July 2018
Volume 59, Issue 9
Open Access
ARVO Annual Meeting Abstract  |   July 2018
Retinal structure & oxygen metabolism in highly myopic vs emmetropic eyes.
Author Affiliations & Notes
  • Katrin Hirsch
    Optometry, Aston University, Birmingham, England, United Kingdom
  • Robert P Cubbidge
    Optometry, Aston University, Birmingham, England, United Kingdom
  • Rebekka Heitmar
    Optometry, Aston University, Birmingham, England, United Kingdom
  • Footnotes
    Commercial Relationships   Katrin Hirsch, None; Robert P Cubbidge, None; Rebekka Heitmar, None
  • Footnotes
    Support  NONE
Investigative Ophthalmology & Visual Science July 2018, Vol.59, 2158. doi:
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      Katrin Hirsch, Robert P Cubbidge, Rebekka Heitmar; Retinal structure & oxygen metabolism in highly myopic vs emmetropic eyes.. Invest. Ophthalmol. Vis. Sci. 2018;59(9):2158.

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      © ARVO (1962-2015); The Authors (2016-present)

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Purpose : Recent research has investigated either retinal oxygen metabolism or structural features in highly myopic (SE>-6.00D) vs emmetropic (SE±0.50D) eyes. This research explores relationships between retinal metabolic and structural features in highly myopic (M) versus emmetropic (E) eyes.

Methods : Retinal vessel calibres (CRAE and CRVE) were calculated using 50o fundus-images of a Zeiss FF450+ camera. For oxygen saturation parameters a dual-wavelength filter was adapted (ImedosSystems UG). Retinal nerve fibre layer (RNFL) and ganglion cell layer (GCL) thickness was derived by Zeiss Cirrus HD-OCT in 19 highly myopic (SE=-8.22(±3.06)D) and 21 emmetropic (SE=-0.10(±0.41)D) healthy participants. Other parameters assessed include intraocular pressure (IOP), systemic blood pressure, axial length and a full optometric examination. Following normality testing, group differences were analysed using t-tests. Univariate and multivariate linear regression analyses were used to evaluate structural and metabolic relationships.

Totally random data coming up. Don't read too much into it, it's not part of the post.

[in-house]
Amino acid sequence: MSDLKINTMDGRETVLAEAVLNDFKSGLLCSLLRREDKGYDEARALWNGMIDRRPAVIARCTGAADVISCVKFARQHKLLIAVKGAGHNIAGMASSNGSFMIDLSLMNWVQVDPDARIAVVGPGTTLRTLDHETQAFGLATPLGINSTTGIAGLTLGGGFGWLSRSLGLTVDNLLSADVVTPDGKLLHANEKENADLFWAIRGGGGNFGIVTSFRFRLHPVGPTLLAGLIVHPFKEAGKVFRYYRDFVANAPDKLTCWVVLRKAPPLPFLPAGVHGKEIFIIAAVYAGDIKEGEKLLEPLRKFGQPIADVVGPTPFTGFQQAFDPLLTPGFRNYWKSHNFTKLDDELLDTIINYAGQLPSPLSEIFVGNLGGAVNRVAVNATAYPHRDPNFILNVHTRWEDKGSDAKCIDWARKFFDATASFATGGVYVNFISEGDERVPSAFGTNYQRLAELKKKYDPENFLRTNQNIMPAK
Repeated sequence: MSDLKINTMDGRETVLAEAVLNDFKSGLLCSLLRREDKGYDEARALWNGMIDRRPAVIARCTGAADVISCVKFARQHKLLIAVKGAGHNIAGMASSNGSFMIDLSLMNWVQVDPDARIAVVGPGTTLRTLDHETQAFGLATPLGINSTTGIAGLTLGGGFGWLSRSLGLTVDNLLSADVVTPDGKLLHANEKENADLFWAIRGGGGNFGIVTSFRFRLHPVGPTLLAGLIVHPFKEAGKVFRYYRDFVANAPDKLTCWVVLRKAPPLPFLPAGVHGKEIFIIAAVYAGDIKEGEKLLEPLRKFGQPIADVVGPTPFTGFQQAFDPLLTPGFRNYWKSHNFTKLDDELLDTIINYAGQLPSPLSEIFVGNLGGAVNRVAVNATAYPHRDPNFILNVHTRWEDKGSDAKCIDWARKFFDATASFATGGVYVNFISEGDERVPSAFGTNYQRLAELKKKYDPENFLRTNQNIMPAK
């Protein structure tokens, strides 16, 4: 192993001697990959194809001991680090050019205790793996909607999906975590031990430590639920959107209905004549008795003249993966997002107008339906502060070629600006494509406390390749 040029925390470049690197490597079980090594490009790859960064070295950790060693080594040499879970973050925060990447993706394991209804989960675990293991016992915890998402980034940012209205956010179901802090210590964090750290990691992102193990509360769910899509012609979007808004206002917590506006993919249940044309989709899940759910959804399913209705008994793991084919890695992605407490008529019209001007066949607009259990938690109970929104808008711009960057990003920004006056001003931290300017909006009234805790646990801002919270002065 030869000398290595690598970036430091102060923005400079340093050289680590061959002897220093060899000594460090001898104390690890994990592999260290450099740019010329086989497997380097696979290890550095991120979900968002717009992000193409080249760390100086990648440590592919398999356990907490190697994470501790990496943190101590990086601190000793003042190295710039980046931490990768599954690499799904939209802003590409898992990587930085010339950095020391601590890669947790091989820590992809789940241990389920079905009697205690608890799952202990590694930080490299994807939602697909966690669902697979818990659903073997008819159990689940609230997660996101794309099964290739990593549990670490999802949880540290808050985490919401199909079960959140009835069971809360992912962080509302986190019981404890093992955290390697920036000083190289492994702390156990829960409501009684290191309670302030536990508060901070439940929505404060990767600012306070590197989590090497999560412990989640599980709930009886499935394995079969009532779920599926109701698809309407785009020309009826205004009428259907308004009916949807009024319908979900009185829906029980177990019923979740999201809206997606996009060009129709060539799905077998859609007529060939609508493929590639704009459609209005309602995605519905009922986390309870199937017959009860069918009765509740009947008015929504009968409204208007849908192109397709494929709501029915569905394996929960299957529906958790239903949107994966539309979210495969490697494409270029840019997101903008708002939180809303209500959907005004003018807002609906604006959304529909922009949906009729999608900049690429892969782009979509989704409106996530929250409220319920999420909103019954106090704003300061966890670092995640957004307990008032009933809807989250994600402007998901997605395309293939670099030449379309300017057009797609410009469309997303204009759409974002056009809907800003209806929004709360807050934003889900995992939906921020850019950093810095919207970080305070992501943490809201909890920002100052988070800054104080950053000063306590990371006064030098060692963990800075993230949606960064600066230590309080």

Results : Both groups were comparable in age (M: 29(±10)yrs, E: 26(±9)yrs) and IOP (M: 13(±3)mmHg, E: 14(±3)mmHg). Myopes had longer axial length than emmetropes (M: 26.5(±0.7)mm, E: 23.3(±0.7)mm; p<0.001). Despite correction for ocular magnification, there were significant differences in vessel calibres (M: CRAE 144(±16)mm, CRVE 207(±23)mm; E: CRAE 170(±12)mm, CRVE 252(±19)mm; both p<0.001), venous oxygen saturation (M: 44(±11)%, E: 40(±13)%; p<0.001) and arterio-venous oxygen saturation difference (M: 45(±10)%, E: 48(±11)%; p<0.001). Other significant findings were a thinner average GCL thickness in myopes (77(±6)μm) compared to emmetropes (85(±5)μm; p=0.048), while the average RNFL thickness was comparable (p=0.782). No relationships were found for emmetropes. In contrast, myopes exhibited a relationship between nasal RNFL thickness and CRAE, arterial oxygen saturation and IOP (multiple regression: R2=0.626; p=0.002). Overall and inferior GCL thickness were related with inferior arterio-venous oxygen saturation difference (R2 =0.388; p=0.004 and R2 =0.395; p=0.004; respectively).

Conclusions : The relationship between structural and metabolic parameters in myopic retinas raises the question if this dependency might impact future pathology. Our findings suggest that local tissue changes may contribute to an imbalance in retinal oxygen metabolism which could lead to long term alterations in visual function.

This is an abstract that was submitted for the 2018 ARVO Annual Meeting, held in Honolulu, Hawaii, April 29 - May 3, 2018.


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